In a back street in the center of Old Havana, Sarah Caron discovered Cuba’s first Muslim prayer room, on premises renovated with assistance from Saudi Arabia. Here, Sarah Caron met Zakina, Shahida, Dannys and others, a small number of believers forming the discreet community of Cubans who have converted to Islam. The mezquita, or mosque, as they call it, is certainly noticed by Western tourists passing by. The standard view of Cuba is that religion means Catholicism, and it is the image conveyed by the many magnificent churches, such as the Cathedral of the Virgin Mary of the Immaculate Conception, and, in general, by the country’s Latin culture and traditions.
It is difficult to find any clear date marking the advent of Islam in Cuba, but one key moment was in 2005 when a massive earthquake struck Pakistani Kashmir, and Cuba sent medical teams to help. In recognition of this assistance, Pakistan initiated a program of scholarships for young people to study in Cuba, and when Cubans met these young Pakistanis in various provinces around the country, and in Havana, they discovered the Muslim religion, which led some of them to convert.
There are no accurate estimates of the number of Muslim Cubans as the government issues no official data. An American center of statistics gives the figure of 10,000; for the French media it is between 6,000 and 8,000; for the BBC it is closer to 4,000, and for one of the leaders of the local Muslim community, it is just under one thousand.
In Cuban society, which has been cut off from the rest of the world for around sixty years, converting to Islam is not only a spiritual revelation when discovering a new faith, but for many it is an opportunity to open up to a new world, a new language, new cultural traditions and new people to meet. However, as there are no muftis, mullahs, thinkers or spiritual leaders in Cuba, it is not easy for them to learn the religion and practice it. Followers pick up information they can find by whatever means available: word of mouth, through tales told by rare people who have traveled to Muslim countries, or sometimes through glimpses of Turkish television programs downloaded illegally and sold on flash drives on the black market.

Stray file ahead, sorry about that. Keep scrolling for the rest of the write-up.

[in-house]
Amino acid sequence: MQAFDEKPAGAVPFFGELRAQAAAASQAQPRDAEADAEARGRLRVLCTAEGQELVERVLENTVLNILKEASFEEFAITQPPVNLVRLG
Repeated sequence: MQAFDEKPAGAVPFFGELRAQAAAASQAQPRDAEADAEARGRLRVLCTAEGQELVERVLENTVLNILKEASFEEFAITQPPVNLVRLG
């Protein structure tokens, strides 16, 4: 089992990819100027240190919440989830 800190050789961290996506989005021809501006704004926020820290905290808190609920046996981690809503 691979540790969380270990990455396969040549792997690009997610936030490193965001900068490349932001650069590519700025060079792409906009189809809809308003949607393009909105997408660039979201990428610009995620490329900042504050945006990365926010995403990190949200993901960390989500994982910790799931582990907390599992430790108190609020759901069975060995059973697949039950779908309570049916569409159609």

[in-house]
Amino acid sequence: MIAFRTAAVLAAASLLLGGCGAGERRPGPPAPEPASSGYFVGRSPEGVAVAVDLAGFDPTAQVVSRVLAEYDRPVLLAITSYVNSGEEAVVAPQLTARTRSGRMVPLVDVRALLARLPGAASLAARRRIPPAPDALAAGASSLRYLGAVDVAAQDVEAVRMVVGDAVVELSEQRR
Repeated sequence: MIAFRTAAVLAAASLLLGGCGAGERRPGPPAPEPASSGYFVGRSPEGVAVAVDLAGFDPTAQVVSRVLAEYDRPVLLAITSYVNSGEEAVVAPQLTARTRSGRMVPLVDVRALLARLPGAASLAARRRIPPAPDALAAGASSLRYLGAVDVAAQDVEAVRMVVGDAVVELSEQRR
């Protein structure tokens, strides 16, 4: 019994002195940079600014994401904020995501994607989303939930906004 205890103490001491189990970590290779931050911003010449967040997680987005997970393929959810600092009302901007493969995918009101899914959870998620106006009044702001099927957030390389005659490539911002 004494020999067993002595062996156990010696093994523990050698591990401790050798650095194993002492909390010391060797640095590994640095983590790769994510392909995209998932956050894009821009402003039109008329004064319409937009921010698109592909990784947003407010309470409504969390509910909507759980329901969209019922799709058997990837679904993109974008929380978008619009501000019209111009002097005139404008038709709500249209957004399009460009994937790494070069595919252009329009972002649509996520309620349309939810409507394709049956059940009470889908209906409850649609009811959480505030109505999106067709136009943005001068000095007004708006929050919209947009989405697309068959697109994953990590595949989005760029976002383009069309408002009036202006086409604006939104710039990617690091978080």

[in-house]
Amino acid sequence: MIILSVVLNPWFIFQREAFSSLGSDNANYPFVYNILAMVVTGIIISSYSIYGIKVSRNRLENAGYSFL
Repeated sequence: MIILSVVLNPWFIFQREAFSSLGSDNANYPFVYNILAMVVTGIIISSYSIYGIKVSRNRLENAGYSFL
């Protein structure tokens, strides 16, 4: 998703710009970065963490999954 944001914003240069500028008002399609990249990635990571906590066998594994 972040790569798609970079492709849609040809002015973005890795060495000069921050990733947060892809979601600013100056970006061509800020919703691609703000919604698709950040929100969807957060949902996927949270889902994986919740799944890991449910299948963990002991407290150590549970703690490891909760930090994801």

In a country where corruption is prevalent, where revolutionary committees are still carrying out active surveillance of the population, and where there is virtually no access to the Internet (with only 5% of Cuban households connected), it is a real challenge to develop a proper religious community that is both honest and independent. This open attitude to Islam may be an opportunity for the government to be on good terms with countries willing to invest in Cuba, e.g. to build a “proper” mosque, but such diplomatic rapprochement may not please President Trump’s administration and those who see Saudi Arabia as a major source of radical Wahabi Islam, and may help put an end to the process of better diplomatic relations initiated by Barack Obama in his second term of office.
Vincent Jolly, reporter, Le Figaro Magazine